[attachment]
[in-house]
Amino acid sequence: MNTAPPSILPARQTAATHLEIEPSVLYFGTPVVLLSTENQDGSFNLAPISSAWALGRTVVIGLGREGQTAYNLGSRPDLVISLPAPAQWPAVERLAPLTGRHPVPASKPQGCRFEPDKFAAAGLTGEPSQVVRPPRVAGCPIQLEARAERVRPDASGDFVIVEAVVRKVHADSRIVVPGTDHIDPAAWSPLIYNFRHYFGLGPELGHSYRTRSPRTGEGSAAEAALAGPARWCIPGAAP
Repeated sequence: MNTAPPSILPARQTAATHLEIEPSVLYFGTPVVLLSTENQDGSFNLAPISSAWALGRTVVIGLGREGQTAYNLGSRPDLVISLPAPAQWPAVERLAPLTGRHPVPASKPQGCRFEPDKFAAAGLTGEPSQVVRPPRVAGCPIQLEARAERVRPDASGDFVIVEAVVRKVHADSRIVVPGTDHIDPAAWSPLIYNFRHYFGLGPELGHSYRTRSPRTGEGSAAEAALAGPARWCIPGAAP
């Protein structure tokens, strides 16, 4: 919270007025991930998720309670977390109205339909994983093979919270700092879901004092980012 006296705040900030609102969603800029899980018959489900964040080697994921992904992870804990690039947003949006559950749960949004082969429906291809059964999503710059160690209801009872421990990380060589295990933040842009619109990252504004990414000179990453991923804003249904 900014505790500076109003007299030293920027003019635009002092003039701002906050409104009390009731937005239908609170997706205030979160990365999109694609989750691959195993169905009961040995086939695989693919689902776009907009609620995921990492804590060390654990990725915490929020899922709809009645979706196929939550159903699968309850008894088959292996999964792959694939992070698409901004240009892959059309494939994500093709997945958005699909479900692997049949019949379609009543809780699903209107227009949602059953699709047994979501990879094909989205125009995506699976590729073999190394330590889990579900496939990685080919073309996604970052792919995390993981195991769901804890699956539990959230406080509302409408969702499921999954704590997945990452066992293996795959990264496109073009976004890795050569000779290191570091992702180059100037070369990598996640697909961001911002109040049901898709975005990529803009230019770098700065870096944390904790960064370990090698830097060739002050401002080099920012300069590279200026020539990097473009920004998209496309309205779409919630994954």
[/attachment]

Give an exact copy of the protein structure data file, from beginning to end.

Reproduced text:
[in-house]
Amino acid sequence: MNTAPPSILPARQTAATHLEIEPSVLYFGTPVVLLSTENQDGSFNLAPISSAWALGRTVVIGLGREGQTAYNLGSRPDLVISLPAPAQWPAVERLAPLTGRHPVPASKPQGCRFEPDKFAAAGLTGEPSQVVRPPRVAGCPIQLEARAERVRPDASGDFVIVEAVVRKVHADSRIVVPGTDHIDPAAWSPLIYNFRHYFGLGPELGHSYRTRSPRTGEGSAAEAALAGPARWCIPGAAP
Repeated sequence: MNTAPPSILPARQTAATHLEIEPSVLYFGTPVVLLSTENQDGSFNLAPISSAWALGRTVVIGLGREGQTAYNLGSRPDLVISLPAPAQWPAVERLAPLTGRHPVPASKPQGCRFEPDKFAAAGLTGEPSQVVRPPRVAGCPIQLEARAERVRPDASGDFVIVEAVVRKVHADSRIVVPGTDHIDPAAWSPLIYNFRHYFGLGPELGHSYRTRSPRTGEGSAAEAALAGPARWCIPGAAP
């Protein structure tokens, strides 16, 4: 919270007025991930998720309670977390109205339909994983093979919270700092879901004092980012 006296705040900030609102969603800029899980018959489900964040080697994921992904992870804990690039947003949006559950749960949004082969429906291809059964999503710059160690209801009872421990990380060589295990933040842009619109990252504004990414000179990453991923804003249904 900014505790500076109003007299030293920027003019635009002092003039701002906050409104009390009731937005239908609170997706205030979160990365999109694609989750691959195993169905009961040995086939695989693919689902776009907009609620995921990492804590060390654990990725915490929020899922709809009645979706196929939550159903699968309850008894088959292996999964792959694939992070698409901004240009892959059309494939994500093709997945958005699909479900692997049949019949379609009543809780699903209107227009949602059953699709047994979501990879094909989205125009995506699976590729073999190394330590889990579900496939990685080919073309996604970052792919995390993981195991769901804890699956539990959230406080509302409408969702499921999954704590997945990452066992293996795959990264496109073009976004890795050569000779290191570091992702180059100037070369990598996640697909961001911002109040049901898709975005990529803009230019770098700065870096944390904790960064370990090698830097060739002050401002080099920012300069590279200026020539990097473009920004998209496309309205779409919630994954």